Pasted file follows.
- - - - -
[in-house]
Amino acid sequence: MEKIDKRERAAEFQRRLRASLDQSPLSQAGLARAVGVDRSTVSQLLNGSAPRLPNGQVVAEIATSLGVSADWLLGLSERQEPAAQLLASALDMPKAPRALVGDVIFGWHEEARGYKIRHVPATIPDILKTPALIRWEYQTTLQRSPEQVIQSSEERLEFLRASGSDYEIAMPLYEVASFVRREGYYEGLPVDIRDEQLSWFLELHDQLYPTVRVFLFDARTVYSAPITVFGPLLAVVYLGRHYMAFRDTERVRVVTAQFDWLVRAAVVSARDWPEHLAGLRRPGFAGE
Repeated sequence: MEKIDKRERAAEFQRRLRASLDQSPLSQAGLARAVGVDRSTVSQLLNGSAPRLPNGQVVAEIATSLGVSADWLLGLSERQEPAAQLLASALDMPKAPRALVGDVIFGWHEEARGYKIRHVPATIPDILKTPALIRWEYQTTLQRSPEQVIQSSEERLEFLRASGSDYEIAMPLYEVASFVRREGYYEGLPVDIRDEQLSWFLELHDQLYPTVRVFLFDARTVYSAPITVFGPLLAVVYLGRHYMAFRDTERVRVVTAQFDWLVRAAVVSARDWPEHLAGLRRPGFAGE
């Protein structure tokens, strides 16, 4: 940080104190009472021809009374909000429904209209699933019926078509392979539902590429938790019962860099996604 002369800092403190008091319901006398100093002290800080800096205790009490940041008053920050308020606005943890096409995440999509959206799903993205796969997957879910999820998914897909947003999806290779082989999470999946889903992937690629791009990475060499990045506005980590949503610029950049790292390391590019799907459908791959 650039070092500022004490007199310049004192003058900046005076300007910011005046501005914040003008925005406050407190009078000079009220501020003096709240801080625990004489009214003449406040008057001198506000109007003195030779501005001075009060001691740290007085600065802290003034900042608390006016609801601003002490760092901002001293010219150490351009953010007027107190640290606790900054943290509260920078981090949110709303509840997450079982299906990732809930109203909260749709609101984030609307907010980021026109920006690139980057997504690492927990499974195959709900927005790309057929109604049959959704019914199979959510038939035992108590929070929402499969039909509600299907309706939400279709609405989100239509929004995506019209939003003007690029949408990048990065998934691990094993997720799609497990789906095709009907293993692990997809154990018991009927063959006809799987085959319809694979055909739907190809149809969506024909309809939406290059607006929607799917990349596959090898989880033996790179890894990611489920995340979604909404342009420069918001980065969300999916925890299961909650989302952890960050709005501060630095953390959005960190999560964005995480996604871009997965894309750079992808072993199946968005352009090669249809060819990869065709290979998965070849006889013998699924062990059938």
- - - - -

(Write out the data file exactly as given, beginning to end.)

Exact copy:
[in-house]
Amino acid sequence: MEKIDKRERAAEFQRRLRASLDQSPLSQAGLARAVGVDRSTVSQLLNGSAPRLPNGQVVAEIATSLGVSADWLLGLSERQEPAAQLLASALDMPKAPRALVGDVIFGWHEEARGYKIRHVPATIPDILKTPALIRWEYQTTLQRSPEQVIQSSEERLEFLRASGSDYEIAMPLYEVASFVRREGYYEGLPVDIRDEQLSWFLELHDQLYPTVRVFLFDARTVYSAPITVFGPLLAVVYLGRHYMAFRDTERVRVVTAQFDWLVRAAVVSARDWPEHLAGLRRPGFAGE
Repeated sequence: MEKIDKRERAAEFQRRLRASLDQSPLSQAGLARAVGVDRSTVSQLLNGSAPRLPNGQVVAEIATSLGVSADWLLGLSERQEPAAQLLASALDMPKAPRALVGDVIFGWHEEARGYKIRHVPATIPDILKTPALIRWEYQTTLQRSPEQVIQSSEERLEFLRASGSDYEIAMPLYEVASFVRREGYYEGLPVDIRDEQLSWFLELHDQLYPTVRVFLFDARTVYSAPITVFGPLLAVVYLGRHYMAFRDTERVRVVTAQFDWLVRAAVVSARDWPEHLAGLRRPGFAGE
């Protein structure tokens, strides 16, 4: 940080104190009472021809009374909000429904209209699933019926078509392979539902590429938790019962860099996604 002369800092403190008091319901006398100093002290800080800096205790009490940041008053920050308020606005943890096409995440999509959206799903993205796969997957879910999820998914897909947003999806290779082989999470999946889903992937690629791009990475060499990045506005980590949503610029950049790292390391590019799907459908791959 650039070092500022004490007199310049004192003058900046005076300007910011005046501005914040003008925005406050407190009078000079009220501020003096709240801080625990004489009214003449406040008057001198506000109007003195030779501005001075009060001691740290007085600065802290003034900042608390006016609801601003002490760092901002001293010219150490351009953010007027107190640290606790900054943290509260920078981090949110709303509840997450079982299906990732809930109203909260749709609101984030609307907010980021026109920006690139980057997504690492927990499974195959709900927005790309057929109604049959959704019914199979959510038939035992108590929070929402499969039909509600299907309706939400279709609405989100239509929004995506019209939003003007690029949408990048990065998934691990094993997720799609497990789906095709009907293993692990997809154990018991009927063959006809799987085959319809694979055909739907190809149809969506024909309809939406290059607006929607799917990349596959090898989880033996790179890894990611489920995340979604909404342009420069918001980065969300999916925890299961909650989302952890960050709005501060630095953390959005960190999560964005995480996604871009997965894309750079992808072993199946968005352009090669249809060819990869065709290979998965070849006889013998699924062990059938």